According to the wife of Bikram Choudry, Rajashree Choudry, competition and yoga go hand in hand. To support this she has created two non-profit organizations that sponsor and stage yoga competitions in the U.S. and abroad. The most recent of these was in October at a Bikram studio on the Lower East Side, The New York Regional Yoga Championship.
The competition hosted 34 contestants and Mrs. Choudry as one of the three judges. The Choudry’s have high hopes that these regional competitions are small steps on the path to making yoga an Olympic event, an aspiration that is shunned by many in the yoga community. The Olympic “dream” is still a long way off. In order to be considered, the sport has to have active federations in 50 countries, at the moment competitive yoga is only standardized in 15.
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There are many critics of the idea of making yoga into an Olympic sport. Many yogis disagree with taking an ancient and spiritual science and placing it under the guise of sport in general, but there are also the critics who believe that the Choudry’s aim has underlying tones of marketing their “brand” of yoga. Though they are quick to point out the many differences between the Bikram style and the requirements for the competition, the overlapping factors are hard to overlook. Like the fact that five of the seven required postures are taken directly from the Bikram sequence.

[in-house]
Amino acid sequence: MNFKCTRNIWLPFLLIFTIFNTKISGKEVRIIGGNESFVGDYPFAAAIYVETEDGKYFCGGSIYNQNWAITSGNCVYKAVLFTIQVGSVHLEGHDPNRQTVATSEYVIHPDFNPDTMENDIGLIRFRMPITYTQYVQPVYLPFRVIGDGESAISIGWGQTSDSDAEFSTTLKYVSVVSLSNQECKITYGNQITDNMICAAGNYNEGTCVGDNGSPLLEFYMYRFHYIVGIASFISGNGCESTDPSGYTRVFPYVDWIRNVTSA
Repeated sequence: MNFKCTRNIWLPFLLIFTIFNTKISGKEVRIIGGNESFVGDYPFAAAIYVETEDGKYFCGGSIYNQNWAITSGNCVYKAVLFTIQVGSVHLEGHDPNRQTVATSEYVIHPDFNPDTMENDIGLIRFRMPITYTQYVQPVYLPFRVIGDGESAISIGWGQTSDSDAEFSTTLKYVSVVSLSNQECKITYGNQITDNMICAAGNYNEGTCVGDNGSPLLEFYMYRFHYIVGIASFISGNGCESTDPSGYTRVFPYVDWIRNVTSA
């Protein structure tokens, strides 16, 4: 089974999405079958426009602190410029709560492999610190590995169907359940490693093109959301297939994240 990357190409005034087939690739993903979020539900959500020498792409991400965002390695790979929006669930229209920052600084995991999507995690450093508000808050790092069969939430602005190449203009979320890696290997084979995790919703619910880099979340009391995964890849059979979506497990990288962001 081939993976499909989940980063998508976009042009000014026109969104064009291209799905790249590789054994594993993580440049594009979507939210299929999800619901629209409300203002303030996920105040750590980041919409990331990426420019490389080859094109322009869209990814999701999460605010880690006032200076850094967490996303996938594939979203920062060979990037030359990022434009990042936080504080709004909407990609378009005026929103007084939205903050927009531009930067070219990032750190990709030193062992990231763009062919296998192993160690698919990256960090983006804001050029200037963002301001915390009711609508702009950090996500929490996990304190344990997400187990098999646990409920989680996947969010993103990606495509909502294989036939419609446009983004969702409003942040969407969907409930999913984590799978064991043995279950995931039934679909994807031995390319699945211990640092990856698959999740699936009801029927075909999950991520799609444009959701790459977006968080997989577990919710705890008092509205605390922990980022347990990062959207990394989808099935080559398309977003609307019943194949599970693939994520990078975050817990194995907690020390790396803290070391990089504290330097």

Ultimately, the notion of yoga as a competitive sport is inflating the Western view of yoga as a purely physical practice. Though the administrators of these yoga competitions tout that the more publicity and exposure the practice receives the more it will attract those who really need it, even the participants in the competitions see the inconsistency. Bikram instructor in New York City, Luke Strandquist, who placed third among the men, though he had no issue with the idea of competitive yoga, recognized its inconsistency. “As a teacher, it’s the opposite of what I’m always telling my students: that you’re here to practice your yoga, and it doesn’t matter what anyone else is doing.”
So you want to show off your asana, no big deal, right? But, if your aim is to promote and grow a yoga community, I believe that these competitions are sorely missing the mark. Yoga is a word that in the West has become synonymous with asana, but in reality encompasses vast styles and approaches to practice all of which are meant to lead the practitioner into deeper realms of inner experience. The thought of comparing yourself and your physical progress in asana to others does not, in my mind, equate with the experience of uncovering the depths of knowing for which yoga is a guide. If anything, these competitions promote a distorted idea of the practice and further exacerbate the imbalances that many people have when the come to their mat.
If you want to show off your asana, more power to you. My only request is that you please, please take the word yoga out of the title, and maybe promote asana competitions instead. What do you think?
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